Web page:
In a post-The Secret world, it was surprising to read words, especially from a writer, that attempted to declaw the power of thought. Boykin writes: “There’s a fundamental distinction between thought and behavior, and this is what concerns me most about policing our imagination. Sexual misconduct is a serious societal problem that deserves the attention of men of all sexual orientations, but in our effort to eradicate sexual assault and rape culture, we need not rid ourselves of desire and lust.”
Thought and behavior do not live separately; in fact, they depend on each other. Thoughts create behavior. And behaviors, practiced enough, create environments and culture.
Inside of spaces for queer men, patriarchal thoughts are accepted—thoughts like the fantasies void of consent, like what Boykins wrote about Moore: “I turn him toward the tree and enter him from behind, holding his neck down for balance and dominance.”
This is not just a fantasy detailing an erotic wish; this is a fantasy detailing assault—shared publicly with an alarming lack of awareness of how its publishing alone could make its subject uncomfortable or unsafe.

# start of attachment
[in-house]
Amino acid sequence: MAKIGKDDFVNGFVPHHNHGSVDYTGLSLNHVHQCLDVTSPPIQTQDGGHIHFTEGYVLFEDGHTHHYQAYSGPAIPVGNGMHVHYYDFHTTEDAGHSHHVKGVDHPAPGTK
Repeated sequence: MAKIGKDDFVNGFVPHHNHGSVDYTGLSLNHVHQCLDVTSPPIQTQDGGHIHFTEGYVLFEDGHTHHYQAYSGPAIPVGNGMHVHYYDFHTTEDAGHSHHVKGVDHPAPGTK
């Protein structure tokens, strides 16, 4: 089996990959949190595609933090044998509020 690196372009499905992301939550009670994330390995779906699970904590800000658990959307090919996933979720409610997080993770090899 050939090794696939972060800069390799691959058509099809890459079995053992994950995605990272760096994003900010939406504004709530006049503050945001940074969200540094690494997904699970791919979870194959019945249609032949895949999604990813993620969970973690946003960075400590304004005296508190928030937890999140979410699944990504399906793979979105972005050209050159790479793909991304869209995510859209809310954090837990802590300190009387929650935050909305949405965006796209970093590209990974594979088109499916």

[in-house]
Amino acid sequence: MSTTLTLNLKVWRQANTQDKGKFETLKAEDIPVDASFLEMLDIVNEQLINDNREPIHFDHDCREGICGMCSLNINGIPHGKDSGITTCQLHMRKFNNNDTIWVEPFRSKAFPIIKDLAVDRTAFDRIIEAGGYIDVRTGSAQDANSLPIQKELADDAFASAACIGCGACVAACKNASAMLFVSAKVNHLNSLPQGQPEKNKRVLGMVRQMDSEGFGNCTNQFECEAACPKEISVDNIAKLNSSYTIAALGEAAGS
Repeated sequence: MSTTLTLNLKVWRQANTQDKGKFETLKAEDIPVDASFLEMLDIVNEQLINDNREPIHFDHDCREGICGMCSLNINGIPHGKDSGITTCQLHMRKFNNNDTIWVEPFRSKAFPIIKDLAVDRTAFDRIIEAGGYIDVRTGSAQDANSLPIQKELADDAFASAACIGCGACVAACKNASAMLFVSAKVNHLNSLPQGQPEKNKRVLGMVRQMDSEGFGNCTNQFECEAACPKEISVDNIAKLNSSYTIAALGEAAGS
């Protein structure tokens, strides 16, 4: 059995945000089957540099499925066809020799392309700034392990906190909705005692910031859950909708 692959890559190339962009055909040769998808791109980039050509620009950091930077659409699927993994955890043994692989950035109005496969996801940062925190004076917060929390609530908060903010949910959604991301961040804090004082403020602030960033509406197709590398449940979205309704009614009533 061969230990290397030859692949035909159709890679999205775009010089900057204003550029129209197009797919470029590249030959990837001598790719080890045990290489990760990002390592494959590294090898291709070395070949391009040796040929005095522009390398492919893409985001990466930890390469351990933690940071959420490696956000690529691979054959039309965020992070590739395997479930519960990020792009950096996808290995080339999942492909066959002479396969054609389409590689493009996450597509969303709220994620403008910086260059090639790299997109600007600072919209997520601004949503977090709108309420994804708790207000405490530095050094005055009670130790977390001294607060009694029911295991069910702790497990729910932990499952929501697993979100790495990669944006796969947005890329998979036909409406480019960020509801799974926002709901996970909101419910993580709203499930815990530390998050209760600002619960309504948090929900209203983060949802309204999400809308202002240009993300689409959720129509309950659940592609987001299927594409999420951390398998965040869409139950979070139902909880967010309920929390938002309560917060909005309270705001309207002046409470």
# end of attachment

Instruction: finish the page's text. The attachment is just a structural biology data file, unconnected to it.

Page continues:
Patriarchal behavior is constantly excused and often fetishized. There are countless articles demonstrating how stereotypical toxic masculine behavior, which includes everything from exhibiting violent behaviors when mad to touching people with no consent, is preferred by a large portion of gay men. Because of this, a patriarchal culture and environment are created. And one of the symptoms of this patriarchal environment is rape culture. This is the culture that made Boykin think that expressing his more-toxic fantasies was a just rebuttal to an article about queerness and objectification.